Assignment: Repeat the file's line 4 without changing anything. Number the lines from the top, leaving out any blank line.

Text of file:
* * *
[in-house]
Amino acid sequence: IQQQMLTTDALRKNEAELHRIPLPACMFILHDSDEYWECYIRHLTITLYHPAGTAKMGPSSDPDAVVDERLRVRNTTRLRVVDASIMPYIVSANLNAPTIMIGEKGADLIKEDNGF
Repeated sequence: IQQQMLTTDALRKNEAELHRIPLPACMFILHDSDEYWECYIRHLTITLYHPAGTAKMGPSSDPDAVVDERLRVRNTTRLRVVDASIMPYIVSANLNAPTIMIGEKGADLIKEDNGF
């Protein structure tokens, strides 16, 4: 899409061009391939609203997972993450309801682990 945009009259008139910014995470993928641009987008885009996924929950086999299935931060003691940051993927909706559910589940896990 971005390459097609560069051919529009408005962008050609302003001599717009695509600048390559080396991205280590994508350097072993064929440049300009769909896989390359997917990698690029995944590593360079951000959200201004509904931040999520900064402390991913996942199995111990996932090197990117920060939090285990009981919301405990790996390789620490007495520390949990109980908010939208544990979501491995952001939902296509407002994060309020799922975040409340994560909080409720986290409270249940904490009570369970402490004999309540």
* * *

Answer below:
């Protein structure tokens, strides 16, 4: 899409061009391939609203997972993450309801682990 945009009259008139910014995470993928641009987008885009996924929950086999299935931060003691940051993927909706559910589940896990 971005390459097609560069051919529009408005962008050609302003001599717009695509600048390559080396991205280590994508350097072993064929440049300009769909896989390359997917990698690029995944590593360079951000959200201004509904931040999520900064402390991913996942199995111990996932090197990117920060939090285990009981919301405990790996390789620490007495520390949990109980908010939208544990979501491995952001939902296509407002994060309020799922975040409340994560909080409720986290409270249940904490009570369970402490004999309540």